When Anna’s mother was diagnosed with pancreatic cancer in March 2012, we were upset. But we weren’t shocked. Age increases a person’s risk of cancer. Though in otherwise good health, she was in her seventies. She lived pretty much exactly as long as Centers for Disease Control statistics estimate for someone born when she was. (Statistics are tricky, though. At birth, a white woman born in the United States in 1950 has a life expectancy of 72.2 years. But if she survives to reach the age of 65 in 2005, her life expectancy is 19.6 years. In other words, the numbers suggest that the longer you live, the longer you’re likely to live.)
When our college friend Adam was diagnosed with brain cancer less than two years ago, we were upset and shocked. A white man born in 1970 (the closest year to his birth listed) has a life expectancy of 71.7 years. Our friend has a wife and two kids in school and should have more than twenty more years ahead of him. And if he were to survive those twenty more years, nearing seventy, he’d likely live another twenty after that. But he probably won’t survive to the end of this year because these seemingly objective numbers grow out of heartbreaking stories of being felled too early as well as those of longevity. Why does a person get cancer?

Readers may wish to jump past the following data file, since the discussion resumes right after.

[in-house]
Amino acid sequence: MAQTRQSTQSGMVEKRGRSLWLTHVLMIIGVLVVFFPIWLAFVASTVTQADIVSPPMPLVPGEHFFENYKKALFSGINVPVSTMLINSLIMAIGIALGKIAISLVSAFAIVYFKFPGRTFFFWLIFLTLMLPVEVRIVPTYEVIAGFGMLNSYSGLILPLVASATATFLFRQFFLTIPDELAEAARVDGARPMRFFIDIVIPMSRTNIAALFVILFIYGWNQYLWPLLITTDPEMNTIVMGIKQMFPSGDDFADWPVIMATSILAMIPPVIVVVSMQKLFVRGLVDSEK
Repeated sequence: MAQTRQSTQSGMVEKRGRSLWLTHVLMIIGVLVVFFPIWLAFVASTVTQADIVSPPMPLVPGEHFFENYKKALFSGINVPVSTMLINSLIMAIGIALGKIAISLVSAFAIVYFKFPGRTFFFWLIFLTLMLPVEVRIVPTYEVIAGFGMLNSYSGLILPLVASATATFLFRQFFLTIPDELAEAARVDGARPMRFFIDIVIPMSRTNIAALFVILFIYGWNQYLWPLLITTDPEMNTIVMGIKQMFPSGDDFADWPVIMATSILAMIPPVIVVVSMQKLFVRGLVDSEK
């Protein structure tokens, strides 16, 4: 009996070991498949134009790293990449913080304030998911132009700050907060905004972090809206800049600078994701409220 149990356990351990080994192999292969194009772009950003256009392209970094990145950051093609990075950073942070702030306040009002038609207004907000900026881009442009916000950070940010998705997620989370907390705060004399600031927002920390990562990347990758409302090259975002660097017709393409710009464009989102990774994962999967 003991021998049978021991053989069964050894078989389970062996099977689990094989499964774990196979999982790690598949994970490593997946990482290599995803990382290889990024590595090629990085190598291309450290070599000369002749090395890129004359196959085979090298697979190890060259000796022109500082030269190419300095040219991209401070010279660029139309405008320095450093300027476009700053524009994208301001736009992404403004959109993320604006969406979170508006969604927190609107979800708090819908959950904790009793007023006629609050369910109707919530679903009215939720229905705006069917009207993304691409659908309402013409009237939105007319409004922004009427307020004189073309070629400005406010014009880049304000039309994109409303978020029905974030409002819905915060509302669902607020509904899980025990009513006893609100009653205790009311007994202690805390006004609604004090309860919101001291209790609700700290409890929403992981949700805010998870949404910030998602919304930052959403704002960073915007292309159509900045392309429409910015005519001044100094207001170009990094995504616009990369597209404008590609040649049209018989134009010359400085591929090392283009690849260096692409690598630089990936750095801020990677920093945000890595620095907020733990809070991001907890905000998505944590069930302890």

--Anna Leahy and Douglas Dechow, Lofty Ambitions Blog